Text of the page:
A Soldier's Battle with PTSD

Thomas has just returned from a year-long deployment in a war-torn country.

He's finding it difficult to adjust to his old life. He often has nightmares about the things he experienced in combat, and is constantly on edge, unable to relax. Loud noises make him jump and feel like he is back in a war zone.

His family has noticed that he's irritable and easily startled, and they urged him to seek help.

After being diagnosed with post-traumatic stress disorder (PTSD), Thomas started therapy to manage his symptoms and work towards healing.

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PTSD can result from a variety of traumatic events — not just military combat, but also sexual assault, natural disasters, accidents, and medical procedures.

For symptoms to be recognized and the right treatment to be sought, it's crucial to understand the various types of PTSD.

What is PTSD?

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PTSD is a mental health disorder that a person may develop after having directly or indirectly experienced a traumatic event.

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  • natural disasters

  • serious accidents

  • terrorist attacks

  • war or combat

  • rape or sexual assault

  • historical trauma

  • intimate partner violence

  • bullying

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  • mental

  • physical

  • social

  • spiritual

  • emotional

  • physical

  • life-threatening


Maria isn't sure she's experiencing PTSD. What should she do? Select all that apply.

5 types of PTSD

Before looking into the different types of PTSD, watch this one-minute video to learn more about PTSD in general:

Here are the 5 types of PTSD:

  1. Normal stress response

  2. Comorbid PTSD

  3. Acute stress disorder

  4. Uncomplicated PTSD

  5. Complex PTSD

1. Normal Stress Response

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Normal stress response is a mild type of PTSD. There is no long-term impact from this kind of PTSD.

For example, a person who has been through an illness, injuries, or a high amount of stress might experience this type of PTSD.

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Max was involved in a car accident and sustained minor injuries. Every time he had to drive or ride in a car, he would replay the accident in his head and become anxious.

Despite the minor injuries, the incident set off a stress response that lasted for weeks and interfered with his daily life.

2. Comorbid PTSD

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Comorbid PTSD is usually associated with at least one other mental health condition, such as anxiety disorder, panic disorder, substance abuse disorder, or major depressive disorder.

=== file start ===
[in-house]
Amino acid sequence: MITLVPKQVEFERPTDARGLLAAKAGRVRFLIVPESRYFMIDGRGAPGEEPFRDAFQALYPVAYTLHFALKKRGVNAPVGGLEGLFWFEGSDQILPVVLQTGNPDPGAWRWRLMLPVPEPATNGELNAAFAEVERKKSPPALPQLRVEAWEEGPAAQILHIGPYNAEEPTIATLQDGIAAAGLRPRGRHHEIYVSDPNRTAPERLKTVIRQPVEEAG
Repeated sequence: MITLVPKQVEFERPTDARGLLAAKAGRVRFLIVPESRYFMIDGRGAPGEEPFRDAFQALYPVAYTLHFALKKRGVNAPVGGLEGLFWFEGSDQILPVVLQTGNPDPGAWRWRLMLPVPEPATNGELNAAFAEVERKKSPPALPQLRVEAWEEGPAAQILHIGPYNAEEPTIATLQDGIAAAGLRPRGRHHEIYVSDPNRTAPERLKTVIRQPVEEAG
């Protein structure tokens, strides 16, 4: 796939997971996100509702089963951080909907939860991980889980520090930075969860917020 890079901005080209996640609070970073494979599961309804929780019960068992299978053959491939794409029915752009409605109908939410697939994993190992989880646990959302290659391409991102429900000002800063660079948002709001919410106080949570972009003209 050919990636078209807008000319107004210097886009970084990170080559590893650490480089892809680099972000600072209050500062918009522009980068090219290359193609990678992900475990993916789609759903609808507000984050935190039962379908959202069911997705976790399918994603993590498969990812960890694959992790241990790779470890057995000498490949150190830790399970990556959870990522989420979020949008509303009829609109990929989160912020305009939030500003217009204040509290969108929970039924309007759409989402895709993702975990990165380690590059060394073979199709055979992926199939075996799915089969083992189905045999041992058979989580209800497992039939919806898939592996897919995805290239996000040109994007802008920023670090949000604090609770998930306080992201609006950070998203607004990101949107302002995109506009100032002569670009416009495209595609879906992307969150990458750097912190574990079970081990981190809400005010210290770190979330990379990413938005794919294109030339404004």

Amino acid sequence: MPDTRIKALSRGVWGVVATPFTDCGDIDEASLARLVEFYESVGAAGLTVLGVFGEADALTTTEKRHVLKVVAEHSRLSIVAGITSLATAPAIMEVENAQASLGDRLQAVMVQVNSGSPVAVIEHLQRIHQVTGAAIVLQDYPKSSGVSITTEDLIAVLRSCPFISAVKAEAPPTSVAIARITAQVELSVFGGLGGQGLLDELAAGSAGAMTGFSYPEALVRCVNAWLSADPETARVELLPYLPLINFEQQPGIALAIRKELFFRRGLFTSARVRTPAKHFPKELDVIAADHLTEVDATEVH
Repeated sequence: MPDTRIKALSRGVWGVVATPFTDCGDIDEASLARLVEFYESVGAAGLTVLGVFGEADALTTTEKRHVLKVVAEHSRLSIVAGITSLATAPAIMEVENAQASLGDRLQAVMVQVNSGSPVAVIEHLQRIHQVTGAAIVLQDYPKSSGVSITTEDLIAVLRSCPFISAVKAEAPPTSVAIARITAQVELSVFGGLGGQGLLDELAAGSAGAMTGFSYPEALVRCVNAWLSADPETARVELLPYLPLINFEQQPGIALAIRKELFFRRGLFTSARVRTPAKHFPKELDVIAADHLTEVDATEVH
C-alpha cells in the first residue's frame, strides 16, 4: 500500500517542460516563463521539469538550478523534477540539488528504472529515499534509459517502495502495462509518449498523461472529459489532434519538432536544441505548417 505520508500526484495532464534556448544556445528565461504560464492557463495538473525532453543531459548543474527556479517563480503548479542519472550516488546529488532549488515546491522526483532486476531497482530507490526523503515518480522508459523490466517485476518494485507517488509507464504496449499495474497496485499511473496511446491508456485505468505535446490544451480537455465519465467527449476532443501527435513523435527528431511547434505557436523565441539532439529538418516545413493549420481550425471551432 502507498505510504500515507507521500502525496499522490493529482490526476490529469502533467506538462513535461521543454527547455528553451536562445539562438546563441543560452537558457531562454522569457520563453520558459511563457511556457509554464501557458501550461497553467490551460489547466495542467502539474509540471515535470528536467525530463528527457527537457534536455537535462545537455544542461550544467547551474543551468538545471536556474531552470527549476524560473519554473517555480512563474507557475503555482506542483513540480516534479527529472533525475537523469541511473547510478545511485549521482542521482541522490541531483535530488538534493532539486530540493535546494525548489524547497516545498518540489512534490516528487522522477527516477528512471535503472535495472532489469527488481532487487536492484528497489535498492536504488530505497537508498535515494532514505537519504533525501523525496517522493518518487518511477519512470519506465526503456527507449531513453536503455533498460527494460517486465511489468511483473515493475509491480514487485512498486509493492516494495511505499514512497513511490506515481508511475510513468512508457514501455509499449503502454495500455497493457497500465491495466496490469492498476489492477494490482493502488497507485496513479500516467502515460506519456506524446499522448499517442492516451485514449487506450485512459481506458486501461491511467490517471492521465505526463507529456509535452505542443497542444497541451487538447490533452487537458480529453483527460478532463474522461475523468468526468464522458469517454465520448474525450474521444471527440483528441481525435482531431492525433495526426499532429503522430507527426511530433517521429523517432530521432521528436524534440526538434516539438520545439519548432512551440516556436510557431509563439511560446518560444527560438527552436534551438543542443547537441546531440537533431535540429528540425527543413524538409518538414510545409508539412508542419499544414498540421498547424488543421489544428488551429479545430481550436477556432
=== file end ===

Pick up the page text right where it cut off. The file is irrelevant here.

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Amy, who has been living with anxiety and depression for years, witnessed a violent crime. She experienced PTSD symptoms like nightmares, flashbacks, and hypervigilance in the months after the incident. She also began to rely heavily on alcohol to cope with her symptoms.

3. Acute Stress Disorder

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Acute stress disorder is the least common. It develops shortly after a traumatic event.

For example, a person who witnessed a fire might develop this type of PTSD.

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Ken, a very upbeat person, lived in an area that was hit by a severe natural disaster, which destroyed his home. A month later, he began feeling increasingly anxious.

He had trouble sleeping and experienced vivid nightmares about the disaster. He felt emotionally detached from his loved ones and struggled to find joy in the things he used to enjoy.

4. Uncomplicated PTSD

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Uncomplicated PTSD happens when someone relives their trauma repeatedly. This type of PTSD doesn't co-exist with another mental health condition.

For example, a victim of a sexual assault might experience this type of PTSD when they're near the place they were assaulted or reminded of the assault.

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Lily experienced a traumatic incident in which she was physically abused. Since the incident, she has had recurring nightmares and flashbacks of the assault, which have made her uneasy and tense.

She avoids anything that reminds her of the assault and has trouble sleeping. Despite these symptoms, she hasn't been diagnosed with any other mental health conditions.

5. Complex PTSD

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Complex PTSD, also known as cPTSD, is a disorder of extreme stress. Greater functional impairment results from this type of PTSD.

Complex PTSD happens after a series of traumatic events over a long period of time (months or years) versus PTSD that results from one single traumatic event.

For example, a person who suffered verbal and/or physical abuse in their childhood might experience this type of PTSD.

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Matthew was subjected to persistent physical and psychological abuse throughout his childhood. As a result, he has low self-esteem and difficulty controlling his emotions.

He frequently experiences extreme sadness or rage. He has a hard time putting his trust in people and making lasting connections. He also has challenges with addiction and has a history of self-harm.

Take Action

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Know that you're not alone if you or a loved one are dealing with PTSD.

Get advice from a professional, and learn more about PTSD from these resources:


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